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View Diary: Update:Why is Obama Appointing Republicans as US Attorneys? (74 comments)

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  •  uh.. that might be traditional Senatorial courtesy (1+ / 0-)
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    for Senators of the same political party as the President to play a large role in nominations from their home states.

    Otherwise, the nomination process goes through the Senate Judiciary Committee with "blue slips." But, those blue slip approvals are not binding on the selection. And Patrick Leahy is the chair of the Judiciary Committee.

    One way in which senatorial courtesy has manifested itself is something called the "blue slip." This is a device used by the Senate Judiciary Committee to communicate with the home-state Senators about a nomination to the U.S. courts of appeal or district courts, or to be a U.S. marshal or U.S attorney. When a nominee is referred to the committee, the committee sends a letter (typically on light blue paper) asking the two home-state Senators to take a position on the nomination. The Senators check off the appropriate box on the sheet -- either approve or disapprove -- and return the paper to the Judiciary Committee.

    The "blue slip" process is used only by the Senate Judiciary Committee --no other Senate committe uses it for other kinds of nominations. The practice of using blue slips dates back to at least 1917. Since mid-2001, the status of blue slips for each judge nominated have been publicly available on the Web.

    It is a matter of some debate how important blue slips are in the confirmation process. The blue slip practice is not a formal part of the Judiciary Committee's rules, and the determination of just how much weight to give to a Senator's opposition to a nomination is left largely up to the chair of the committee. Among other issues, the chair will decide whether to honor the objections, voiced through blue slips, from all home-state senators or just those who belong to the same party as the president.

    When James O. Eastland (D-MS) chaired the Judiciary Committee from 1956 to 1978, his policy stated that if he did not get back two blue slips endorsing the nominee, the nomination would not move further in the process. Other chairs have said they would give blue slips strong consideration, but that a negative blue slip or one not returned by a Senator would not necessarily kill a nomination. Some Senators have declined to return a completed blue slip to the committee in an effort to delay action on the nomination.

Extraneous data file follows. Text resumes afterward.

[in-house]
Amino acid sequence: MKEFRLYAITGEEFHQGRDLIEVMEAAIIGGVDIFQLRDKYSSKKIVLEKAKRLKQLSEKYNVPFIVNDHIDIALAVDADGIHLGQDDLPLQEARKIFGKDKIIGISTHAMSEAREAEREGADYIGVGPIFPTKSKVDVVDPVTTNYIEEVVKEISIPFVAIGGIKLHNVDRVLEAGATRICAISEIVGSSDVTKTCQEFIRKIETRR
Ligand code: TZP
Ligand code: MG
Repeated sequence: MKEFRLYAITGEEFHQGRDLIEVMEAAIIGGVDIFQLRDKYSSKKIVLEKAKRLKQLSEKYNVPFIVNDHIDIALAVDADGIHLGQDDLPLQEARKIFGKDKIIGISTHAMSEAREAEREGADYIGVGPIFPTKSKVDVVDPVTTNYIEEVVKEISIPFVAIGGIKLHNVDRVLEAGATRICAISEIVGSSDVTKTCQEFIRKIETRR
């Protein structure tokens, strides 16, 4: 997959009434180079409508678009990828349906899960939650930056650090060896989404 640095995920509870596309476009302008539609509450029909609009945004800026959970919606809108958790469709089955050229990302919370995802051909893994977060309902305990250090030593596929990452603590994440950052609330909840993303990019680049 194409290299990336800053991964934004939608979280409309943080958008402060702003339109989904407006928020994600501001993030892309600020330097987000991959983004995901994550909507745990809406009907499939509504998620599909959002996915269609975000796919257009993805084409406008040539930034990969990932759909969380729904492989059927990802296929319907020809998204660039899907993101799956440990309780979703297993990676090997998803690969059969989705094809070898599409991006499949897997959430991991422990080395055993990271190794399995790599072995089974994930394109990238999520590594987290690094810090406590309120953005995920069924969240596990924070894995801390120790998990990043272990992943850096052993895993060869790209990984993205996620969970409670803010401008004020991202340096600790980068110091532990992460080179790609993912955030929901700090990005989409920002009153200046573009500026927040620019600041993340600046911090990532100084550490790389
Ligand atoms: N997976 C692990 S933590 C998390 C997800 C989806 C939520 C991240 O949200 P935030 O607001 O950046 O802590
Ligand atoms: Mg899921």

But, it looks like Utah Republicans are playing heavy-handed here with this nomination and applying pressure to get a Republican in there. That doesn't have to happen.

    All U.S. Attorneys do not have to be appointed by Senate confirmation. When Obama took office, out of 93 U.S. Attorneys, 54 were appointed by Senate confirmation (58%). The other 42% of the U.S. Attorneys across this country were either appointed by judges, interim appointments or career prosecutors serving while the nomination process was underway.

    There have been nominations made for both a Democrat and a Republican nominee to fill this U.S. Attorney position in Utah... and both were rejected by the White House during vetting. But, it looks like there are some good Democrats there for nomination, so not sure why this Teabagger has to be the one that gets the nod. That should not happen.

    Utah Democratic Party executive director Todd Taylor said he is frustrated with the Obama administration as well, though he suggested Hatch may share blame for the delay.

    "Whether it's the administration's fault or an intractable Orrin Hatch, I can't tell," he said. "It's now a question of, is it a problem between the two of them? If it's a lack of the White House vetting people, they need to get busy."

    Taylor said he's heard the names of several Salt Lake-area attorneys bandied in past months, including Jim McConkie, Sen. Ben McAdams, D-Salt Lake, and former state Sen. Scott McCoy. There's also the possibility that Christensen could fill the job permanently.

    And right now, in Utah, there is a career prosecutor in that U.S. Attorney position. She has been with the U.S. Attorney's office for 21 years and she was the first assistant of the former appointed U.S. Attorney Brett Tolman.

    Carlie Christensen was named acting U.S. attorney after Tolman's resignation. U.S. Attorney General Eric Holder then appointed her to a 120-day term as U.S. attorney in July 2010. She has acted in an interim capacity since that term expired, said Department of Justice spokeswoman Jessica Smith.

    Although Christensen didn't receive a presidential appointment, Smith said, she is an experienced federal prosecutor who oversees the office's traditional prosecutorial and litigation functions.

    "Under her leadership, the office continues to effectively fulfill its responsibilities to promote and protect public safety and defend the interests of the taxpayers," she said.

    So it's not like it's the position is empty and work not being done.

    I have spread my dreams under your feet; Tread softly, because you tread on my dreams. --William Butler Yeats

    by bronte17 on Tue Jul 12, 2011 at 02:02:25 AM PDT

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